Accurate goes before cool when creating VR for museums.
For those readers who are living in a cabin in the woods (and are presumably reading artnet by candlelight), we are happy to report that the hottest craze of this summer is Pokemon Go, a wildly popular augmented reality game. But Nintendo, the company behind Pokemon Go, isn’t the only one cashing in. Museums in the US and abroad have also seen a spike in attendance thanks to the game. Arkansas’s Crystal Bridges Museum, for example, has reportedly seen an almost 30 percent increase in attendance as visitors capture Pokemon in the galleries. Continue reading “On the Case: Everything You Need to Know About Creating a Virtual Reality Tour”
“There’s an angry mob in the conference room!” our new receptionist, Felicia, exclaimed. The mob turned out to be a troop of shaggy artists led by our old client Simeon, and fortunately they hadn’t come to lynch us but to seek advice on a cutting-edge area of law and art: augmented reality, or AR. Continue reading “Brothers in Law: Augmented Reality”
Rex, the ambitious young Director of a regional natural history museum, recently invited me to a tea to celebrate the opening of their new dinosaur wing. He sat me next to Tyrone, the museum’s senior paleontologist, who was so old that he had probably seen some of his specimens running around in the wild. Continue reading “Augmented Reality & the Museum Grumpasaurus”
Our teenage friend Jay is a renowned amateur birder whose feathers aren’t easily ruffled. Still, he was dismayed to spot an unflattering picture of himself taken without his parents’ permission and posted online by a fledgling rival. Worse, other birders were flocking to the rival’s website to purchase posters of the offending photo. Our young pal had cried foul, and his mother, Robin, was itching to sue. She phoned us to see if they had a case. Continue reading “Brothers in Law: A Photographer’s Artistic Freedom v. an Individual’s Rights to Privacy”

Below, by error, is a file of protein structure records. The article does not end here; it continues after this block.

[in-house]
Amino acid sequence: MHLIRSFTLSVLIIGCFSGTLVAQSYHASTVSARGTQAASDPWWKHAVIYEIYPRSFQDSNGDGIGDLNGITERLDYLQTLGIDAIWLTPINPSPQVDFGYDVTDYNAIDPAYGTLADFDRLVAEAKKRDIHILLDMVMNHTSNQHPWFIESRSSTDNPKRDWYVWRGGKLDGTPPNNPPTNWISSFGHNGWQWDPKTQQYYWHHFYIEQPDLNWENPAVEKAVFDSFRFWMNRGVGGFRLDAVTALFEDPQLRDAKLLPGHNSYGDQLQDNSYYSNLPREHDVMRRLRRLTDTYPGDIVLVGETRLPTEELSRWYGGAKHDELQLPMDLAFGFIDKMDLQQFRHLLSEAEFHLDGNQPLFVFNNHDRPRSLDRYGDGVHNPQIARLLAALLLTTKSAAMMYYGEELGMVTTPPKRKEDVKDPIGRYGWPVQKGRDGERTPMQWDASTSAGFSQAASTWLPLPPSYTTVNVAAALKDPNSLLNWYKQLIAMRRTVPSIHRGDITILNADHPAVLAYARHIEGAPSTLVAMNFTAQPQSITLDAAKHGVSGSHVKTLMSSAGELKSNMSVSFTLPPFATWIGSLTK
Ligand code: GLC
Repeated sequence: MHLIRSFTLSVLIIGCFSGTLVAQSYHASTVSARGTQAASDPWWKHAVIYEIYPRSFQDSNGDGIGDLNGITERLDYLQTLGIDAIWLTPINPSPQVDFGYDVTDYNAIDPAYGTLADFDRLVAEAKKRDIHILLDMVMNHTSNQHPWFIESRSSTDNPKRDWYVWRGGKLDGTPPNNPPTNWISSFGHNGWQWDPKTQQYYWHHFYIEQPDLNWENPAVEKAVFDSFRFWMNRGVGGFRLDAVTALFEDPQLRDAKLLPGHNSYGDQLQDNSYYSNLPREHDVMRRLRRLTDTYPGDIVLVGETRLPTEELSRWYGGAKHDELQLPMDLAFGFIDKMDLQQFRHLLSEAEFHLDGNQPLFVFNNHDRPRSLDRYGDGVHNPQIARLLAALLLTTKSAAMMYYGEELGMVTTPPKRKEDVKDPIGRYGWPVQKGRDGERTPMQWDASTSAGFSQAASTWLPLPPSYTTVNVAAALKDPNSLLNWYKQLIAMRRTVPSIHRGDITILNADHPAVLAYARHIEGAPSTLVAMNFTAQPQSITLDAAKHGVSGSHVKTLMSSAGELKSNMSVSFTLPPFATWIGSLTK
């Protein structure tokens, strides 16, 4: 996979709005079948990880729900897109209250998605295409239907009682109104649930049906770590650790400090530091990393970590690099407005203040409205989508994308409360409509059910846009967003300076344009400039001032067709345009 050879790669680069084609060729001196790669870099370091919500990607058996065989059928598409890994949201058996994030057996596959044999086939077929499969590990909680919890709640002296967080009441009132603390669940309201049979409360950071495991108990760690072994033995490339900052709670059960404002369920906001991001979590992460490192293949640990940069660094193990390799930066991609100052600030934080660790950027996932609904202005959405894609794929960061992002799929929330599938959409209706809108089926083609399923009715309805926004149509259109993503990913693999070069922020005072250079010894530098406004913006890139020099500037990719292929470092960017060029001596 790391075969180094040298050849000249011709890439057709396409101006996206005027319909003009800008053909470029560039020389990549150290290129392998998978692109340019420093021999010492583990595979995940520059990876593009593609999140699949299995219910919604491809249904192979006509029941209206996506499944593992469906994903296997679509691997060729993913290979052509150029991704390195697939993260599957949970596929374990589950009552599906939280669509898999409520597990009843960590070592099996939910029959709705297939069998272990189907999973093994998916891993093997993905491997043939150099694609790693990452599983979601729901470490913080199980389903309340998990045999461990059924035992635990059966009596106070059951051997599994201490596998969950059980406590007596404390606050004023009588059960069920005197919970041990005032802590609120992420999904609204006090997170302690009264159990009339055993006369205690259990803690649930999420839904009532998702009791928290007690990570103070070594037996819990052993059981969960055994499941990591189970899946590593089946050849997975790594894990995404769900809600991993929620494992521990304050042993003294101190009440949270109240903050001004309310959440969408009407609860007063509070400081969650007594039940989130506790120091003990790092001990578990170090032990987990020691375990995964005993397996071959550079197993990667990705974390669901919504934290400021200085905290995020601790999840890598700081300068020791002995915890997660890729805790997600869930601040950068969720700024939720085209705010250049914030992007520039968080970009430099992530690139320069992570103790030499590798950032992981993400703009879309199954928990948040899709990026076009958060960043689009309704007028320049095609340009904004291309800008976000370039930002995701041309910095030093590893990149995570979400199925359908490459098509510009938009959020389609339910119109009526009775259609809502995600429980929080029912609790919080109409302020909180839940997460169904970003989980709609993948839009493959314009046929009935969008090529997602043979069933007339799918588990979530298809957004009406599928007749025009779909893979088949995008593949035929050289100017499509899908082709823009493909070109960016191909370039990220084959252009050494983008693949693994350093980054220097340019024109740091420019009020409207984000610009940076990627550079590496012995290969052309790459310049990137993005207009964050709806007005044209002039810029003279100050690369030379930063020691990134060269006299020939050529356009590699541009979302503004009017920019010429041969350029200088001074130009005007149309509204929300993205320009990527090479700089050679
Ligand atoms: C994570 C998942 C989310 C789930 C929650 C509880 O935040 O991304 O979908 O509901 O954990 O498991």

Ashley was passionate about Conceptual art, but her pyromaniacal son had a different burning enthusiasm. After the firemen left, our client discovered that the extensive documentation on her collection had gone up in flames. A smoking mad Ashley phoned us with heated questions early the next day.
A few of our more tech-savvy museum clients have recently been exploring whether and how to make some of their exhibits come alive by using exciting new “augmented reality” (AR) technology. At the same time, they have been grappling with cutting-edge legal issues involved in this new technology—which is where we come in.
All is not cool in California. The state’s Resale Royalty Act, which gave artists or their agents (including their heirs) a 5 percent royalty on any resale of their art over $1,000 if the seller resided in California or the transaction took place there, was struck down by a federal court in 2012. The law was both welcomed and reviled, depending on whom you asked: Proponents claimed the law gave much-deserved compensation to artists for their efforts, especially for work bought cheaply and later sold at a big profit; critics countered that artists did not deserve special treatment and that the law put a damper on the art market while benefiting successful artists who didn’t need help. The gulf between these two views was—and remains—as wide as the Pacific. Continue reading “Brothers In Law: Royalty Pains”
A ban on illegal ivory has far-reaching implications for antiques dealers.
This year the US Fish and Wildlife Service imposed a sweeping ban on the import and sale of ivory from the African elephant, an endangered species that has been decimated due to poaching. Now, the import of African elephant ivory for commercial purposes, meaning for buying and selling, is banned. The ivory can be owned, but not legally sold. Continue reading “VIDEO: Behind the Ivory Curtain”